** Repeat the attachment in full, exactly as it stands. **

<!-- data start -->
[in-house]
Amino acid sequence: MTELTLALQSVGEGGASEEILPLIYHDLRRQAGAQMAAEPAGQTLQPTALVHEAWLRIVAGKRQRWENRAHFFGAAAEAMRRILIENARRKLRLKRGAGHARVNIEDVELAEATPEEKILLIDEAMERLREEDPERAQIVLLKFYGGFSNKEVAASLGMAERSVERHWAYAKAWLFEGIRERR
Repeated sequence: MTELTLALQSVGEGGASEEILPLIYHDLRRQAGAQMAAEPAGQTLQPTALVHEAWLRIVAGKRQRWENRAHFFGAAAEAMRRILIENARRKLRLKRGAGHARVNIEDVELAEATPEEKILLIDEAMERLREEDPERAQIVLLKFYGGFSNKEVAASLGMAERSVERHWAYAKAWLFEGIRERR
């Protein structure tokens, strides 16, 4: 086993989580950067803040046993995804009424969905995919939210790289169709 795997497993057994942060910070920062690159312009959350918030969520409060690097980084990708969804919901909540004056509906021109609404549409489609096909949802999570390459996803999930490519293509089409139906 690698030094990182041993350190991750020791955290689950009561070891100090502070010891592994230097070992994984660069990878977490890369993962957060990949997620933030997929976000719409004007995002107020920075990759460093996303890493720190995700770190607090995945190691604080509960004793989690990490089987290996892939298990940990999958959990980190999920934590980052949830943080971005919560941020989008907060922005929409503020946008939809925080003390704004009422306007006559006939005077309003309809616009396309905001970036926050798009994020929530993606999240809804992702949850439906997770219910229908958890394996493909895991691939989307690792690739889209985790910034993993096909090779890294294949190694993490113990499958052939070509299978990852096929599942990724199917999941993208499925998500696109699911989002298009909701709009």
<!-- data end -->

[in-house]
Amino acid sequence: MTELTLALQSVGEGGASEEILPLIYHDLRRQAGAQMAAEPAGQTLQPTALVHEAWLRIVAGKRQRWENRAHFFGAAAEAMRRILIENARRKLRLKRGAGHARVNIEDVELAEATPEEKILLIDEAMERLREEDPERAQIVLLKFYGGFSNKEVAASLGMAERSVERHWAYAKAWLFEGIRERR
Repeated sequence: MTELTLALQSVGEGGASEEILPLIYHDLRRQAGAQMAAEPAGQTLQPTALVHEAWLRIVAGKRQRWENRAHFFGAAAEAMRRILIENARRKLRLKRGAGHARVNIEDVELAEATPEEKILLIDEAMERLREEDPERAQIVLLKFYGGFSNKEVAASLGMAERSVERHWAYAKAWLFEGIRERR
């Protein structure tokens, strides 16, 4: 086993989580950067803040046993995804009424969905995919939210790289169709 795997497993057994942060910070920062690159312009959350918030969520409060690097980084990708969804919901909540004056509906021109609404549409489609096909949802999570390459996803999930490519293509089409139906 690698030094990182041993350190991750020791955290689950009561070891100090502070010891592994230097070992994984660069990878977490890369993962957060990949997620933030997929976000719409004007995002107020920075990759460093996303890493720190995700770190607090995945190691604080509960004793989690990490089987290996892939298990940990999958959990980190999920934590980052949830943080971005919560941020989008907060922005929409503020946008939809925080003390704004009422306007006559006939005077309003309809616009396309905001970036926050798009994020929530993606999240809804992702949850439906997770219910229908958890394996493909895991691939989307690792690739889209985790910034993993096909090779890294294949190694993490113990499958052939070509299978990852096929599942990724199917999941993208499925998500696109699911989002298009909701709009």